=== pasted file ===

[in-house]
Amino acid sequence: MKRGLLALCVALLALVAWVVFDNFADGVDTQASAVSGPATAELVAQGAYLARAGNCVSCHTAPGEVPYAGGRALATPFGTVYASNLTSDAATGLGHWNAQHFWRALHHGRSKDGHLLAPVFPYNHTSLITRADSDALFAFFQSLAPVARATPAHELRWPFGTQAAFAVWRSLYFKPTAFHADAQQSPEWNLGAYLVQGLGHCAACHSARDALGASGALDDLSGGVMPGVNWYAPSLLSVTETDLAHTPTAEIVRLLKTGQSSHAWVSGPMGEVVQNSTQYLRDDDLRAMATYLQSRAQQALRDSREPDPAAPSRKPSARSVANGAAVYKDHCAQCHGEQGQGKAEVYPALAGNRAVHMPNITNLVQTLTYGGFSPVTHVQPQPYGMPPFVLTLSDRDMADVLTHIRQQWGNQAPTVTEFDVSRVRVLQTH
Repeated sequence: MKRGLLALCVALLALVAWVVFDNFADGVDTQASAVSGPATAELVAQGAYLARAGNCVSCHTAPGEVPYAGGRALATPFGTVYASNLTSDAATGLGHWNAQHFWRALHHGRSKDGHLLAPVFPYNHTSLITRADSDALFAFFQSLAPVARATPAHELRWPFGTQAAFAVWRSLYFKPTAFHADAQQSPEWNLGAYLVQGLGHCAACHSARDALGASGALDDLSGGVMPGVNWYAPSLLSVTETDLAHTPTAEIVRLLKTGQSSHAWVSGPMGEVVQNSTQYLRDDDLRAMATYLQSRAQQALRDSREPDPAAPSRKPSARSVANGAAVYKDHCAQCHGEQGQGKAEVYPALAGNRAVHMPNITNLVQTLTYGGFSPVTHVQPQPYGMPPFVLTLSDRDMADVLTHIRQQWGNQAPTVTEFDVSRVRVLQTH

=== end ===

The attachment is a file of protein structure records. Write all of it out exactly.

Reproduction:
[in-house]
Amino acid sequence: MKRGLLALCVALLALVAWVVFDNFADGVDTQASAVSGPATAELVAQGAYLARAGNCVSCHTAPGEVPYAGGRALATPFGTVYASNLTSDAATGLGHWNAQHFWRALHHGRSKDGHLLAPVFPYNHTSLITRADSDALFAFFQSLAPVARATPAHELRWPFGTQAAFAVWRSLYFKPTAFHADAQQSPEWNLGAYLVQGLGHCAACHSARDALGASGALDDLSGGVMPGVNWYAPSLLSVTETDLAHTPTAEIVRLLKTGQSSHAWVSGPMGEVVQNSTQYLRDDDLRAMATYLQSRAQQALRDSREPDPAAPSRKPSARSVANGAAVYKDHCAQCHGEQGQGKAEVYPALAGNRAVHMPNITNLVQTLTYGGFSPVTHVQPQPYGMPPFVLTLSDRDMADVLTHIRQQWGNQAPTVTEFDVSRVRVLQTH
Repeated sequence: MKRGLLALCVALLALVAWVVFDNFADGVDTQASAVSGPATAELVAQGAYLARAGNCVSCHTAPGEVPYAGGRALATPFGTVYASNLTSDAATGLGHWNAQHFWRALHHGRSKDGHLLAPVFPYNHTSLITRADSDALFAFFQSLAPVARATPAHELRWPFGTQAAFAVWRSLYFKPTAFHADAQQSPEWNLGAYLVQGLGHCAACHSARDALGASGALDDLSGGVMPGVNWYAPSLLSVTETDLAHTPTAEIVRLLKTGQSSHAWVSGPMGEVVQNSTQYLRDDDLRAMATYLQSRAQQALRDSREPDPAAPSRKPSARSVANGAAVYKDHCAQCHGEQGQGKAEVYPALAGNRAVHMPNITNLVQTLTYGGFSPVTHVQPQPYGMPPFVLTLSDRDMADVLTHIRQQWGNQAPTVTEFDVSRVRVLQTH